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Northern Ireland CNO highlights value of cross-border working

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The chief nursing officer for Northern Ireland has commended nurses for their efforts at closer working with colleagues south of the border.

Earlier this week, Northern Ireland CNO Professor Charlotte McArdle hosted an all-Ireland chief nursing officers’ conference in Belfast with her Irish counterpart Dr Siobhan O’Halloran.

“I look forward to further collaboration and sharing of best practice with our colleagues in the Republic”

Charlotte McArdle

Speaking to over 300 nurses, Professor McArdle said: “I recognise and commend our nursing and midwifery staff, across both jurisdictions, for their dedication to service users, carers and families.

Professor McArdle said she was greatly encouraged by the many excellent examples of what can be achieved through closer working and sharing of best practice across the border between Northern Ireland and the Republic of Ireland.

She said: “A key area where we have benefitted through closer collaboration with our southern colleagues is congenital cardiac services. The heart centres in Belfast and Dublin have been working together for years to deliver excellent care in paediatric heart surgery and cardiology.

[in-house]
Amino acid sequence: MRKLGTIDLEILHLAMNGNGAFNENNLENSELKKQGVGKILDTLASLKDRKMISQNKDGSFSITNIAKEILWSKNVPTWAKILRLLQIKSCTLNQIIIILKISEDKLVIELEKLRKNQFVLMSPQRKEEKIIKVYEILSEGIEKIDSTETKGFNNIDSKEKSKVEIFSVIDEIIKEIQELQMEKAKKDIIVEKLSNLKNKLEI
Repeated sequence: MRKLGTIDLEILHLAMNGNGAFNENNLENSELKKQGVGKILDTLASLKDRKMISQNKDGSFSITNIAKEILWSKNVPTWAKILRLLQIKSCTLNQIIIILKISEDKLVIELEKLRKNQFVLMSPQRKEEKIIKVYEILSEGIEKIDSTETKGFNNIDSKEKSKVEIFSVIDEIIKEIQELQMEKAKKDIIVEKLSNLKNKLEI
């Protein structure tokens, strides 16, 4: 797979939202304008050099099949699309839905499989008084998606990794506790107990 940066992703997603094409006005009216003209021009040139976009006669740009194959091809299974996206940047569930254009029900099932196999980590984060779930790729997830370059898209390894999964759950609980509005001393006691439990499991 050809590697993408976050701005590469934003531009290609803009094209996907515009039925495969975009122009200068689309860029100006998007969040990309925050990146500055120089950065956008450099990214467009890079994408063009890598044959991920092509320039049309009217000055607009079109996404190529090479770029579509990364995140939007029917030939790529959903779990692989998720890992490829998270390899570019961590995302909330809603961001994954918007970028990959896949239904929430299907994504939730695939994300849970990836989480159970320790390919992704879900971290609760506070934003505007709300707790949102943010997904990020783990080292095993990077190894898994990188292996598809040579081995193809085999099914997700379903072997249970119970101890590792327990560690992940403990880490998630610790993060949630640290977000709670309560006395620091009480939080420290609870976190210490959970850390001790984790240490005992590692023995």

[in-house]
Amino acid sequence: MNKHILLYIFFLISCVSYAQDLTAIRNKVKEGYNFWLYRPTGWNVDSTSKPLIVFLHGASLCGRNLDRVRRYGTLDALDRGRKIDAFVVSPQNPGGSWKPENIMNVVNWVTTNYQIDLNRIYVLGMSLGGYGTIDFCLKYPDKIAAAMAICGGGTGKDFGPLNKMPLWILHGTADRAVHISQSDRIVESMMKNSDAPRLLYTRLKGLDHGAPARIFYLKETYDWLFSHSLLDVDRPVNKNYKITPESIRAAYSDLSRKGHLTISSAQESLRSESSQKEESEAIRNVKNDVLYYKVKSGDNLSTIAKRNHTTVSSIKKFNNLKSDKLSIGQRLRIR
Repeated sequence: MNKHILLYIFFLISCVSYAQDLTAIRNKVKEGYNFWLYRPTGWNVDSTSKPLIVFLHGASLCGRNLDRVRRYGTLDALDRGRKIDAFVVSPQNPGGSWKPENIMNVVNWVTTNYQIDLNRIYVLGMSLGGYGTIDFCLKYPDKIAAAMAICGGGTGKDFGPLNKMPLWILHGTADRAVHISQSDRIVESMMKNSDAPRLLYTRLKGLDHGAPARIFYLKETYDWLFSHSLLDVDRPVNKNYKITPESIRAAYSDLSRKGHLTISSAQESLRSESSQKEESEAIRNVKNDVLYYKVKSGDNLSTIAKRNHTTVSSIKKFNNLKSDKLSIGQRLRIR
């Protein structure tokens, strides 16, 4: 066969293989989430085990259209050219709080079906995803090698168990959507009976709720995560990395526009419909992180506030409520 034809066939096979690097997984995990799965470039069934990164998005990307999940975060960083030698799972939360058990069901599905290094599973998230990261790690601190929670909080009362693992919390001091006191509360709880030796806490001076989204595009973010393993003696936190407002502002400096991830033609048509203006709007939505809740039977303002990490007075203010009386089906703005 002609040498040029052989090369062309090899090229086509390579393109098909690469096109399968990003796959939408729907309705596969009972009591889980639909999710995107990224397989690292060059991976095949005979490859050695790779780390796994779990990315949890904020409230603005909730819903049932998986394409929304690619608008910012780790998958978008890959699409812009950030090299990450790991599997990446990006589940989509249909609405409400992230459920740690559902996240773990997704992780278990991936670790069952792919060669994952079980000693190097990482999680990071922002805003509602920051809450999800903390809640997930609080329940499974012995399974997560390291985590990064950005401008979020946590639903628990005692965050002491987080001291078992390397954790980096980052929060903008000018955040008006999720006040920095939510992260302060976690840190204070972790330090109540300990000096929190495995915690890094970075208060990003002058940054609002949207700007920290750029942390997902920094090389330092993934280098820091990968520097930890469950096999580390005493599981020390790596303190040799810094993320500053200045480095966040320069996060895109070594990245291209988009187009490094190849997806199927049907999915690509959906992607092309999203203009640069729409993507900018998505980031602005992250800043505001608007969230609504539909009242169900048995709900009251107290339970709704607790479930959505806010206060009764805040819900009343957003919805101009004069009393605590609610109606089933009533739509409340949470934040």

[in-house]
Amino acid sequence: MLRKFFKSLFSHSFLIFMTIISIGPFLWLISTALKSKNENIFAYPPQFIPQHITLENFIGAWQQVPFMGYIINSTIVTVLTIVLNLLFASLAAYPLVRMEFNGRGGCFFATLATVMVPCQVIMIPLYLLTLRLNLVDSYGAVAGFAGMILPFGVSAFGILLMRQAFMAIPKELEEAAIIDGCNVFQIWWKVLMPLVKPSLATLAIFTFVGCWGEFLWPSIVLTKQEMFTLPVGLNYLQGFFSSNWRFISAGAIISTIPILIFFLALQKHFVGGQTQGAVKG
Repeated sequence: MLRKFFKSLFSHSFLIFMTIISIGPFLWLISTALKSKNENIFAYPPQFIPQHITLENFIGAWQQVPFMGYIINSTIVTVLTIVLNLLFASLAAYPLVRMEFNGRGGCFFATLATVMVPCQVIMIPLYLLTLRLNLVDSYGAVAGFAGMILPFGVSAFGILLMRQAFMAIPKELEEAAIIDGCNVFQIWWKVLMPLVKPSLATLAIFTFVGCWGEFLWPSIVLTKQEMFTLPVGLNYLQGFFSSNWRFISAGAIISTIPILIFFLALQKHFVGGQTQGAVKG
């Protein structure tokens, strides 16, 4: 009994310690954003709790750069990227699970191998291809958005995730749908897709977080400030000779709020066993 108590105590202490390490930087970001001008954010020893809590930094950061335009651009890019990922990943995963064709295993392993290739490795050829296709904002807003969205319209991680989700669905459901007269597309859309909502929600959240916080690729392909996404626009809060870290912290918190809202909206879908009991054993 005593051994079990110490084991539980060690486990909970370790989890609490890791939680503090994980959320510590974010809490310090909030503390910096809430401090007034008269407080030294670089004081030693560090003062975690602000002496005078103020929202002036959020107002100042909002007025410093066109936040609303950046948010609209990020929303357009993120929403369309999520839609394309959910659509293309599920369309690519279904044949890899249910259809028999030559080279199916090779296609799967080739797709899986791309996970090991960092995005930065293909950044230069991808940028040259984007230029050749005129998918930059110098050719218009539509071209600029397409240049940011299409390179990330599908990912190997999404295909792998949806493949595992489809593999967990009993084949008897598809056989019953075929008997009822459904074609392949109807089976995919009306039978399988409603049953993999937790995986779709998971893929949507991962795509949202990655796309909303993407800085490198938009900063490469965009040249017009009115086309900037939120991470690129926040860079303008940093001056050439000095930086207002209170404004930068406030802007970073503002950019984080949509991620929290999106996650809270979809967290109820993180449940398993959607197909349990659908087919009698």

“It is also through working together that construction of the new Altnagelvin Radiotherapy Unit is well underway and on target to become operational in 2016,” she said. “This will deliver real and sustainable improvements for cancer patients in the north west.”

She noted that, for over 20 years, the cross-border Co-operation and Working Together partnership had delivered health and social care services in the border regions.

Northern Ireland

Northern Ireland CNO highlights value of cross-border working

Professor Charlotte McArdle (right), along with Irish counterpart Dr Siobhan O’Halloran, pictured at Titanic, Belfast, where they hosted the all-Ireland Chief Nursing Officers’ Conference

She highlighted an initiative that offered a pre-pregnancy care service for women with diabetes and helps give children, young people and their families the skills and knowledge to manage their diabetes as an “excellent example”.

Professor McArdle said it was important a partnership approach continued, as health services moved forward in an “era of increased demand and financial uncertainty”.

“We must continue to learn and improve services for patients, families and carers and I look forward to further collaboration and sharing of best practice with our colleagues in the Republic,” she said.

“Our nurses and midwives have a wealth of experience, but it is important that we are also open to adopting new and innovative approaches to be more efficient and cost effective,” she added.

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